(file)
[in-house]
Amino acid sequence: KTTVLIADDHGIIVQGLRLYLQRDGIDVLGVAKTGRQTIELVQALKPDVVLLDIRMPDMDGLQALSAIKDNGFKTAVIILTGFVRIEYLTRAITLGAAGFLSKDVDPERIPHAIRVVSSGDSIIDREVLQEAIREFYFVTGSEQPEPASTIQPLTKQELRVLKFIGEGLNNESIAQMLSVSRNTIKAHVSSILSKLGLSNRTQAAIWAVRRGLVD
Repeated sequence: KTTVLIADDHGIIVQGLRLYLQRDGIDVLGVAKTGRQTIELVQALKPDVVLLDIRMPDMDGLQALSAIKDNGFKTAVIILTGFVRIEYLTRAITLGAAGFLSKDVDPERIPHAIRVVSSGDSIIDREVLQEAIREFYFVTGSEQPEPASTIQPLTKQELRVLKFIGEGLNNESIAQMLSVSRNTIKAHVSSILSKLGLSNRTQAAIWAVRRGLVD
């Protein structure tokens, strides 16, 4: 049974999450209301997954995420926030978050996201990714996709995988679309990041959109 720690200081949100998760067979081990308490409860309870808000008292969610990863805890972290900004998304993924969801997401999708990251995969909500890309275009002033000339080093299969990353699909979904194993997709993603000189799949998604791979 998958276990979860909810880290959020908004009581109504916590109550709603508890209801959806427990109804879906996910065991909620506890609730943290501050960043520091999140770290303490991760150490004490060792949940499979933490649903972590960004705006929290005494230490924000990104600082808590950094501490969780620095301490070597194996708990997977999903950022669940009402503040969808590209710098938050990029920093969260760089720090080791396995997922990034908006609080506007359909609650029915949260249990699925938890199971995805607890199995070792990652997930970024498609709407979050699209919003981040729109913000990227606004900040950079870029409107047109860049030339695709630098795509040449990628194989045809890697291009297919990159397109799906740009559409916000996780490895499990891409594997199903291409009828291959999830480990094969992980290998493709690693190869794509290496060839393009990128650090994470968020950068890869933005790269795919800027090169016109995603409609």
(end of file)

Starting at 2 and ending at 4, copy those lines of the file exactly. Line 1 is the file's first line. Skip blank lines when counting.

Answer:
Amino acid sequence: KTTVLIADDHGIIVQGLRLYLQRDGIDVLGVAKTGRQTIELVQALKPDVVLLDIRMPDMDGLQALSAIKDNGFKTAVIILTGFVRIEYLTRAITLGAAGFLSKDVDPERIPHAIRVVSSGDSIIDREVLQEAIREFYFVTGSEQPEPASTIQPLTKQELRVLKFIGEGLNNESIAQMLSVSRNTIKAHVSSILSKLGLSNRTQAAIWAVRRGLVD
Repeated sequence: KTTVLIADDHGIIVQGLRLYLQRDGIDVLGVAKTGRQTIELVQALKPDVVLLDIRMPDMDGLQALSAIKDNGFKTAVIILTGFVRIEYLTRAITLGAAGFLSKDVDPERIPHAIRVVSSGDSIIDREVLQEAIREFYFVTGSEQPEPASTIQPLTKQELRVLKFIGEGLNNESIAQMLSVSRNTIKAHVSSILSKLGLSNRTQAAIWAVRRGLVD
């Protein structure tokens, strides 16, 4: 049974999450209301997954995420926030978050996201990714996709995988679309990041959109 720690200081949100998760067979081990308490409860309870808000008292969610990863805890972290900004998304993924969801997401999708990251995969909500890309275009002033000339080093299969990353699909979904194993997709993603000189799949998604791979 998958276990979860909810880290959020908004009581109504916590109550709603508890209801959806427990109804879906996910065991909620506890609730943290501050960043520091999140770290303490991760150490004490060792949940499979933490649903972590960004705006929290005494230490924000990104600082808590950094501490969780620095301490070597194996708990997977999903950022669940009402503040969808590209710098938050990029920093969260760089720090080791396995997922990034908006609080506007359909609650029915949260249990699925938890199971995805607890199995070792990652997930970024498609709407979050699209919003981040729109913000990227606004900040950079870029409107047109860049030339695709630098795509040449990628194989045809890697291009297919990159397109799906740009559409916000996780490895499990891409594997199903291409009828291959999830480990094969992980290998493709690693190869794509290496060839393009990128650090994470968020950068890869933005790269795919800027090169016109995603409609």